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Anonymous: why and how, rather than when?

Following my Networkshop talk on logfiles, I was asked at what point logfiles can be treated as “anonymous” under data protection law. Since the GDPR covers all kinds of re-identification, as well as data that can “single out” an individual even without knowing their name, that’s a good CompSci/law question: the work of Paul Ohm […]

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Porridge, Bears and Logfiles

Two common concerns in incident response are (a) not having the data needed to investigate an incident and (b) not being able to find signs of incidents in a mass of other data. My Networkshop talk (see “Making IT Safer… Safely”) looked at how the GDPR principles might help us to get it, like Goldilocks’ […]

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What’s the Role of Technology in Assessment?

[Script for a presentation at a recent Westminster Education Forum event…] Back in February 2020 we knew what assessment looked like. Jisc had just published “The Future of Assessment”, setting five targets – Authentic, Accessible, Appropriately Automated, Continuous, and Secure – to aim for by 2025. Then COVID made us all look at assessment through […]

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Towards Ethical AI

My Digifest talk yesterday developed a couple of ideas on how we might move Towards Ethical AI, at least as that is defined by the EU High-Level Experts Group. First is that three of the HLEG’s four Principles, and at least five of their seven Requirements, look strikingly similar to the requirements when processing personal […]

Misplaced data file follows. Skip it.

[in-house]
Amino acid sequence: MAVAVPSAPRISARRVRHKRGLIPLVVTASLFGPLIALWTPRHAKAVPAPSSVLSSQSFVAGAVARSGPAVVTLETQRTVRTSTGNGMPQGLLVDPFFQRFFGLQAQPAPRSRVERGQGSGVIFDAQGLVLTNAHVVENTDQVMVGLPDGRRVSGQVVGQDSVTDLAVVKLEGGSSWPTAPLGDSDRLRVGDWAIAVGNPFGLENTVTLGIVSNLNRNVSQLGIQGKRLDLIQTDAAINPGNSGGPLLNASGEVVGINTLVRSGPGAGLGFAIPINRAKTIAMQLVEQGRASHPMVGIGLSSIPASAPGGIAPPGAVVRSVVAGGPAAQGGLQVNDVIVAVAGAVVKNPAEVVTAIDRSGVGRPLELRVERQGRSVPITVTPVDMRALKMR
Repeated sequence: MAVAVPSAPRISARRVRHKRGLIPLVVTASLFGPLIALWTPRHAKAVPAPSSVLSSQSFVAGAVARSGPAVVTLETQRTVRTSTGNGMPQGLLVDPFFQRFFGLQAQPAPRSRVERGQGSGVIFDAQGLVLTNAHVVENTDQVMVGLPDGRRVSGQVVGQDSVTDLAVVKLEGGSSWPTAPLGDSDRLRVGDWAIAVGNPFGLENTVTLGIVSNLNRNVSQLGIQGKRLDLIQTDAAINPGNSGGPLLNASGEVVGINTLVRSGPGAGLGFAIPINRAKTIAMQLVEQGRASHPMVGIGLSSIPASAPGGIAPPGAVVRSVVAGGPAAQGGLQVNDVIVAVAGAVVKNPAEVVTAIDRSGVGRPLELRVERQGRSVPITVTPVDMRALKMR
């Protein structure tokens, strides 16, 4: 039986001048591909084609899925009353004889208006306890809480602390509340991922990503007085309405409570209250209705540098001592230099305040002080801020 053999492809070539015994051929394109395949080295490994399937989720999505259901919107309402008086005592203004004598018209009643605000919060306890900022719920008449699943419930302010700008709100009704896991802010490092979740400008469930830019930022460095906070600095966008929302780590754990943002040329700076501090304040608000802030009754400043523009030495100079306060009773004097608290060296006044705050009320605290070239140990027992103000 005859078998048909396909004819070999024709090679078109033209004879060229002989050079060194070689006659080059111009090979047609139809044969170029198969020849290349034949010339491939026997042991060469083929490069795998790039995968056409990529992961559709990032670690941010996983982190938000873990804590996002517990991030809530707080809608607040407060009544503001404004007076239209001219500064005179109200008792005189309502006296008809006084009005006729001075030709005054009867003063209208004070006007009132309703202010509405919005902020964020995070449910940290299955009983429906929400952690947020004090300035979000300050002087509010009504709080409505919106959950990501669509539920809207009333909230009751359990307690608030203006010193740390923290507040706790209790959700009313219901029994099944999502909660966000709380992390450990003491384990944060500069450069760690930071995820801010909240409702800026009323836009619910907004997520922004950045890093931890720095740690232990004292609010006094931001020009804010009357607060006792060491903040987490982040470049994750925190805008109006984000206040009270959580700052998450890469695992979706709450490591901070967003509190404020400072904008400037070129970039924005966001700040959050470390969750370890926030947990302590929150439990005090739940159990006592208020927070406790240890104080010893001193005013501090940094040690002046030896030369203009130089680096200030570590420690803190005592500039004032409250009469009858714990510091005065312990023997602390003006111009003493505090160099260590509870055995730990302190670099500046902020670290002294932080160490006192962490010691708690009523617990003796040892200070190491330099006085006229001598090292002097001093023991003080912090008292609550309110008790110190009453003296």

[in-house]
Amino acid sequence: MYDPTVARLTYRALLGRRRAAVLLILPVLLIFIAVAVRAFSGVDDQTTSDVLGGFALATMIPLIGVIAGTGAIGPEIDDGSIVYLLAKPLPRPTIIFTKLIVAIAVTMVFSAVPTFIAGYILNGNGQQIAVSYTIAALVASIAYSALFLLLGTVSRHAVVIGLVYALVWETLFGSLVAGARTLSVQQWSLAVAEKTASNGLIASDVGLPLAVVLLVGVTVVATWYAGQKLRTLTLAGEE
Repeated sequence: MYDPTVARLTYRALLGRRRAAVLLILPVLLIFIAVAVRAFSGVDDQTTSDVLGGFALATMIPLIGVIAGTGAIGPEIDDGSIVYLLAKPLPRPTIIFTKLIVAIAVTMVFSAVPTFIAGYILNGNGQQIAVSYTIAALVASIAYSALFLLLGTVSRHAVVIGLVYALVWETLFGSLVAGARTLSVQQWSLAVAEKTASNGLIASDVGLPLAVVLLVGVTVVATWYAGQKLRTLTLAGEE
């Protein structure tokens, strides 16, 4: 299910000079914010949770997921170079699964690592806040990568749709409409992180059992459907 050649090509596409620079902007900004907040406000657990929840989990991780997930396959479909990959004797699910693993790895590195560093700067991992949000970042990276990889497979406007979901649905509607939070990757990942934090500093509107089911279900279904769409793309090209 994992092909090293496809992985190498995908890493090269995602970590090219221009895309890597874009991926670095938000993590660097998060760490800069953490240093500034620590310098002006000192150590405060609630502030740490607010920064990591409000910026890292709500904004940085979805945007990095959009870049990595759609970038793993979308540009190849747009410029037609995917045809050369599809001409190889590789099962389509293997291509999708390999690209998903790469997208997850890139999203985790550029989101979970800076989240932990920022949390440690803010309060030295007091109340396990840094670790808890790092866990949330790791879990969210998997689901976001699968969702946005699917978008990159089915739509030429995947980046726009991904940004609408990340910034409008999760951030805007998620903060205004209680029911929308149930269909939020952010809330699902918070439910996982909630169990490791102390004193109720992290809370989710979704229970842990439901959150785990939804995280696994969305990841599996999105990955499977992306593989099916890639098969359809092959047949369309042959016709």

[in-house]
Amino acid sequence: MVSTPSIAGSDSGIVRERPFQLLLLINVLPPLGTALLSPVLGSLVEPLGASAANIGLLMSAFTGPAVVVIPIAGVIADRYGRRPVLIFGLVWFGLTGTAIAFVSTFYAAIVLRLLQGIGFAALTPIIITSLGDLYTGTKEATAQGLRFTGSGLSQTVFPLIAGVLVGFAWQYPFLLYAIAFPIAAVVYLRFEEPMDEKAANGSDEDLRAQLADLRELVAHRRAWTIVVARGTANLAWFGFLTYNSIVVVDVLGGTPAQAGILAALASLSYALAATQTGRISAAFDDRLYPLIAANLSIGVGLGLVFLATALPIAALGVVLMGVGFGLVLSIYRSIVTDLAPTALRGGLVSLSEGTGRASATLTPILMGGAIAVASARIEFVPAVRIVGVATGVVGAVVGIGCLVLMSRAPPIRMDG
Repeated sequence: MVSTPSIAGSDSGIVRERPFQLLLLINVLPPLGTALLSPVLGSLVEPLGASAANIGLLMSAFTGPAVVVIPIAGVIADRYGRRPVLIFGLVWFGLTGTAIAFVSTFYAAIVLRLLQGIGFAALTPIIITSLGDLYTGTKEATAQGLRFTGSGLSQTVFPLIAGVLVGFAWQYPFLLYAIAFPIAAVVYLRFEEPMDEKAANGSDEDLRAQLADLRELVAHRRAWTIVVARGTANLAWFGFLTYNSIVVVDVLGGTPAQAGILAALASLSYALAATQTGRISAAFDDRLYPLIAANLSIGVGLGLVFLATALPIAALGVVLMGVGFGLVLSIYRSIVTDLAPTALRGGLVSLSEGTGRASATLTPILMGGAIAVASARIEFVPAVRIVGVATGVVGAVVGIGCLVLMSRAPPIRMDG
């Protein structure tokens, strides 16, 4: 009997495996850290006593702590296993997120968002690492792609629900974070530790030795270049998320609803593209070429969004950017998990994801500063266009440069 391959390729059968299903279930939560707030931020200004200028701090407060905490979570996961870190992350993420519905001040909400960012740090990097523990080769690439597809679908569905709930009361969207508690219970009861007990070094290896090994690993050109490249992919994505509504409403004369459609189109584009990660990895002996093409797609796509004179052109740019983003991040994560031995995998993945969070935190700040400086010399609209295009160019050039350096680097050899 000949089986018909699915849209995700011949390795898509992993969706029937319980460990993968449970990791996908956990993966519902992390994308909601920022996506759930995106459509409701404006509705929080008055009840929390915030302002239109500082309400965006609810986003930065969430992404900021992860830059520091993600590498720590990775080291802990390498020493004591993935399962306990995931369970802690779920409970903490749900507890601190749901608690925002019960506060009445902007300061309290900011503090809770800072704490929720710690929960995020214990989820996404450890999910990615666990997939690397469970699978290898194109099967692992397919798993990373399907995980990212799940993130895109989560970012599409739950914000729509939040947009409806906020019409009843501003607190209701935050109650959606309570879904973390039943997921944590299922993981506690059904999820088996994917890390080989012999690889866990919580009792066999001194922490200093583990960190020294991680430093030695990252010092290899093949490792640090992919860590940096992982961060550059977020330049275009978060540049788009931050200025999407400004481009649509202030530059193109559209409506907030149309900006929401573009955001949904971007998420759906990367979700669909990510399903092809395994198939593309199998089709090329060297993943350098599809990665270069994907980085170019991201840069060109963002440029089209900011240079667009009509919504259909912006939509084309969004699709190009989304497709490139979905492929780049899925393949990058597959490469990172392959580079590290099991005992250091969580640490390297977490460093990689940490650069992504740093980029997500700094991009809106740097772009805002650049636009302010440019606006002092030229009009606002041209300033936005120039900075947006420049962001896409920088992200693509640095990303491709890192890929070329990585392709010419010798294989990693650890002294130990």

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Data Protection and Incident Response

Early in 2021 I was invited to give a one-hour presentation on Data Protection and Incident Response, looking at how the demands of the two fields align and support each other, and how law and guidance have come to recognise that over the past decade or so. Incident Response and GDPR: slides Discussion at that […]

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Thinking with GDPR

[Based on a presentation for the NISO Plus conference, February 22-25, 2021] One thing it seems everyone knows about Europe is that we have a strong privacy law: the General Data Protection Regulation, or GDPR. In this talk I’d like to get you viewing that not just as a law, but as a really useful […]

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Care with “Ethics”

I was invited to be a “catalyst” or “provocateur” for a discussion on Data Ethics, hosted by the Institute for the Ethics of AI in Education. Here goes… This has definitely been my “summer of Ethics”: I’ve read, listened, discussed and learned a lot. Mostly good, but here are four tendencies that concern me. Don’t […]

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Watch this space

Thinking through an idea that occurred to me during our SOCITM ShareNational panel on ethical use of data and technology. What happens if we explicitly think about “our spaces, which people use”, rather than “people that use our spaces”? That may seem like a semantic quibble, but I think it leads in three interesting directions: […]

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Is our technology comforting?

When I was invited to join a panel at the SOCITM ShareNational event for local government I presumed my role was to provide a different, external, perspective on “Ethical Use of Emerging Technologies and Data”. So I offered to contribute a five-minute “sparkler” introduction: a bit of illumination, some striking of ideas, maybe a smile. […]

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AI & Ethics – a mini-MOOC

As part of Jisc’s exploration of Artificial Intelligence, we’ve created a free “mini-MOOC” (mini, because you should be able to complete it in 30 minutes, or longer if you do the additional reading). We’re planning to run it monthly, but you can sign up any time for the next run. The course, and the format […]